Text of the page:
Amid the maelstrom of the Civil Rights Movement, everyday heroes took a stand for the right of Black Americans to vote.

Jimmie Lee Jackson. Reverend George Lee. Viola Gregg Liuzzo. Herbert Lee. James Reeb. Brave souls who fought for what they knew was right. They paid for it with their lives. The right to vote is the lifeblood of our democracy— a fundamental right that the martyrs of the movement risked everything to secure. And yet, 50 years after Selma’s voting rights activism—50 years after Lyndon Johnson signed the Voting Rights Act of 1965—impediments to Black and Latino voters have gained a new foothold.

Elimination of same-day voting. Strict voter ID laws. Truncated voting by mail. Suppression of third-party registration campaigns. Inevitably, these restrictions emerged in states where voter participation among people of color, young voters and low-income populations were making a difference. Such ploys seemed especially startling in 2011—less than four years after the nation elected its first Black president with the largest turnout ever among Black, Latino and young voters. But as with prior advances, the backlash was immediate and ruthless. The tactics may have shifted from violence and intimidation to legislative maneuvering, but the goal was unchanged: block full equality for marginalized people.

The National Association for the Advancement of Colored People (NAACP) approached McKinney & Associates in 2011 to help stave off the fresh assault on voting rights with a national campaign, Stand for Freedom.

The campaign launch was an ambitious six-week sprint, a creative swirl of strategy, messaging and media. Our centerpiece was a rally at the United Nations marking International Human Rights Day, along with the release of a report documenting the vote-blocking tactics of opponents. We strategically drew from polling data that debunked the measures put forward by opponents and conveyed a clear message that Voting Rights = Human Rights.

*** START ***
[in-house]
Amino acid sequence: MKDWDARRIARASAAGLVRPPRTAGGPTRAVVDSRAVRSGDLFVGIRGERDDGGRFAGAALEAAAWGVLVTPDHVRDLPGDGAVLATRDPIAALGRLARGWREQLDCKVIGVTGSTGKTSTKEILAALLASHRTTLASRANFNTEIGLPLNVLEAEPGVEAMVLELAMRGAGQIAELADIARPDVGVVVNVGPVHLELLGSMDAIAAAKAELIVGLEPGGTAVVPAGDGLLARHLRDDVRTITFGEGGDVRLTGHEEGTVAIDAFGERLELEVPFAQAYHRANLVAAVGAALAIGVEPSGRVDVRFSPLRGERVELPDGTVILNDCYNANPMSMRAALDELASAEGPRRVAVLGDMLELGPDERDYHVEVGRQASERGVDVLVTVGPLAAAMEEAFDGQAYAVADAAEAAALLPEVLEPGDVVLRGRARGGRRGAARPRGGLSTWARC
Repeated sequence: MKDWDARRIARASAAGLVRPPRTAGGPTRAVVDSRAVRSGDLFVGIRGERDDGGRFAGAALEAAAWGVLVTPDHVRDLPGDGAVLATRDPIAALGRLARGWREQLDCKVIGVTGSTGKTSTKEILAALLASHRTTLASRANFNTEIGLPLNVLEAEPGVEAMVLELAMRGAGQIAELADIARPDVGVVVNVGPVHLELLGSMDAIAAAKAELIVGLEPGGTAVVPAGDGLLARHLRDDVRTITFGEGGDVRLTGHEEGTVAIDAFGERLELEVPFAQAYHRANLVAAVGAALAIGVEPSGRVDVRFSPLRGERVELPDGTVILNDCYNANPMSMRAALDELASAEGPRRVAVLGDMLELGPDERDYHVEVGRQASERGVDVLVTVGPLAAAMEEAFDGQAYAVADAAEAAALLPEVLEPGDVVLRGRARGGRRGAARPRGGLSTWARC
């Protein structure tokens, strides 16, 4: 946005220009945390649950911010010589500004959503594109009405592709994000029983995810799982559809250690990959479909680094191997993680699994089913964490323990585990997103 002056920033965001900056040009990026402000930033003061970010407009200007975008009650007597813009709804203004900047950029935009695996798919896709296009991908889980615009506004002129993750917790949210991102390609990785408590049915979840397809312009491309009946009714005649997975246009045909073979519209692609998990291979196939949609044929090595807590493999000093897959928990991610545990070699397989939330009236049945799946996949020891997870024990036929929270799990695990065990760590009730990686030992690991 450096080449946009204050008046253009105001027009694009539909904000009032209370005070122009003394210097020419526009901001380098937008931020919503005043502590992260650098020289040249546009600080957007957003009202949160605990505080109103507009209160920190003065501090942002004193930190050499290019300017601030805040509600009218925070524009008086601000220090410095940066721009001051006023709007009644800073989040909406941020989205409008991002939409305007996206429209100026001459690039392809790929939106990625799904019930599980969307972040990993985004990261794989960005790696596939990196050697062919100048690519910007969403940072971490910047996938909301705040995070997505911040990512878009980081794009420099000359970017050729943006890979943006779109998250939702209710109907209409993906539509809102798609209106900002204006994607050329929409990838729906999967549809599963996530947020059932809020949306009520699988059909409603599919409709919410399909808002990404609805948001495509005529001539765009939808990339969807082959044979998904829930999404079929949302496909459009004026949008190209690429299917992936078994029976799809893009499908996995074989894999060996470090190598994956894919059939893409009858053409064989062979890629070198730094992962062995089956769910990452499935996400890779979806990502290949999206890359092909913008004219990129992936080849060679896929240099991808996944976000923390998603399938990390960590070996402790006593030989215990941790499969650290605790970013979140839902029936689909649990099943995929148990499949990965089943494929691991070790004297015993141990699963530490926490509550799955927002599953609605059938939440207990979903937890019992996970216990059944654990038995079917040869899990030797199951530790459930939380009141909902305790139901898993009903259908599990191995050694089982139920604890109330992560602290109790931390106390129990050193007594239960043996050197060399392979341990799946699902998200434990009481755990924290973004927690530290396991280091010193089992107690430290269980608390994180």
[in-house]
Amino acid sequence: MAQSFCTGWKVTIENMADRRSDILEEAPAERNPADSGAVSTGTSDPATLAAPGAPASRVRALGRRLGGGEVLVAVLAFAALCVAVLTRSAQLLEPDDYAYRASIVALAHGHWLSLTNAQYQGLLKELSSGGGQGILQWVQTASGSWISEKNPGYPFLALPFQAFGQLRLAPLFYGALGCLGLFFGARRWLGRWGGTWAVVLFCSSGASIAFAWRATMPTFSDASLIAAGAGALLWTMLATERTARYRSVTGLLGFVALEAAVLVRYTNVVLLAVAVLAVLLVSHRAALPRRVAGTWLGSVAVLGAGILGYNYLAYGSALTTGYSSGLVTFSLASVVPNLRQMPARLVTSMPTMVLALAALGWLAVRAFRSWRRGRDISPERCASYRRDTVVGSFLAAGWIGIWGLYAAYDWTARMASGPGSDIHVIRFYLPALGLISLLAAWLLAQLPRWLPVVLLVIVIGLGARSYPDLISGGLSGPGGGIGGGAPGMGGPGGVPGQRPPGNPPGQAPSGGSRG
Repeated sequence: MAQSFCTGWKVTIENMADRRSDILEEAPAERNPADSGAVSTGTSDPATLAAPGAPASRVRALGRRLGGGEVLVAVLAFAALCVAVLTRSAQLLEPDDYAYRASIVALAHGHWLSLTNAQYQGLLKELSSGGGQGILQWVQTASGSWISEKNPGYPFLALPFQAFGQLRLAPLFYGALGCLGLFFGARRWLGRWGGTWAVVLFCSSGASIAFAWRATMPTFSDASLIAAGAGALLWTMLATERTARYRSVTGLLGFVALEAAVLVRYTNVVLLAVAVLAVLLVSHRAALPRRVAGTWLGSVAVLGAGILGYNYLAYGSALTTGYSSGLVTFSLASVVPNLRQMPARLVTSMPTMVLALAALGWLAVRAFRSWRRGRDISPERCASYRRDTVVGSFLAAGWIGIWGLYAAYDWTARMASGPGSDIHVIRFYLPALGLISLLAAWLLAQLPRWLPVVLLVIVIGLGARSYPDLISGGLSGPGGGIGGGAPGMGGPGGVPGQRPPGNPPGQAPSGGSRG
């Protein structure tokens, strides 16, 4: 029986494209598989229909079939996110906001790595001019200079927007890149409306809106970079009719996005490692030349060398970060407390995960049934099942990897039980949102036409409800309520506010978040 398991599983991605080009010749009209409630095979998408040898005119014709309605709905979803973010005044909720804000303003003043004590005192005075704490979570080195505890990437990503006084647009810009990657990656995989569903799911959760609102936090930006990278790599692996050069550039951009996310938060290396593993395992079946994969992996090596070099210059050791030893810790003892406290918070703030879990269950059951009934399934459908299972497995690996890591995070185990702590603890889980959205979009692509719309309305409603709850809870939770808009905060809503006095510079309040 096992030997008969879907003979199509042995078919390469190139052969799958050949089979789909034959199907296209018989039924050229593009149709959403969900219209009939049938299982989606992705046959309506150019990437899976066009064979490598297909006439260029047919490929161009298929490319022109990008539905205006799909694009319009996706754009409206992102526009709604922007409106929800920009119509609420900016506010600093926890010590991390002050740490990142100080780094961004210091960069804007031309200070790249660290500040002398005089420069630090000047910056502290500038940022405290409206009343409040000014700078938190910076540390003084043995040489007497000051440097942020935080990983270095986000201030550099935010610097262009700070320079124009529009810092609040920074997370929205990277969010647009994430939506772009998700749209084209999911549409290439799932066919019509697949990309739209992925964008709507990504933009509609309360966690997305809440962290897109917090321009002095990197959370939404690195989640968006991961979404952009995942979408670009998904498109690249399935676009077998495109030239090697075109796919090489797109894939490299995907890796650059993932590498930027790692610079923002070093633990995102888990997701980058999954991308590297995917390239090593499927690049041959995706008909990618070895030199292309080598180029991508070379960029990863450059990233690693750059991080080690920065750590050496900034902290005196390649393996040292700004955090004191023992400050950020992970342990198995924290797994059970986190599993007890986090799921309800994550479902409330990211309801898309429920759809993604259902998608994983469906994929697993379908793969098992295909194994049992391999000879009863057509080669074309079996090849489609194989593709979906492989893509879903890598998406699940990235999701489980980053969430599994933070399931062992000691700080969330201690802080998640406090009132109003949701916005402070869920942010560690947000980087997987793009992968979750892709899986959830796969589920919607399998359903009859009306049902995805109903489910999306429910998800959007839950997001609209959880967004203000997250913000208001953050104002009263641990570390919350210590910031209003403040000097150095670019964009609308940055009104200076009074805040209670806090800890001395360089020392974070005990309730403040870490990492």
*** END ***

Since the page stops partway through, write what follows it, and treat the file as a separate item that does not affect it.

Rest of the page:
The voter ID battle was the toughest to wage. Voting rights opponents, buttressed by the Koch Brothers, tied voting to commercial enterprises like cashing a check, driving a car and other activities that typically and reasonably require photo ID. McKinney linked the repressive measures together, emphasizing that the impetus for such obstacles was not to eradicate voter fraud, but to hamper full voter participation.

Our strategic approach positioned the NAACP as the nationwide constituency and action arm of the democracy movement. The robust media outreach campaign garnered prominent and favorable coverage in print, online and broadcast outlets, reaching a total audience in excess of 250,000,000. And we built on the NAACP’s commanding brand as an ardent defender of voting rights to publicize the UN rally, which drew 25,000.

The campaign was a testament to the need for sustained vigilance and activism to protect the rights of all Americans.

In November 2012, the DC Metro Chapter of the International Association of Business Communicators (IABC) awarded the campaign its Silver Inkwell prize.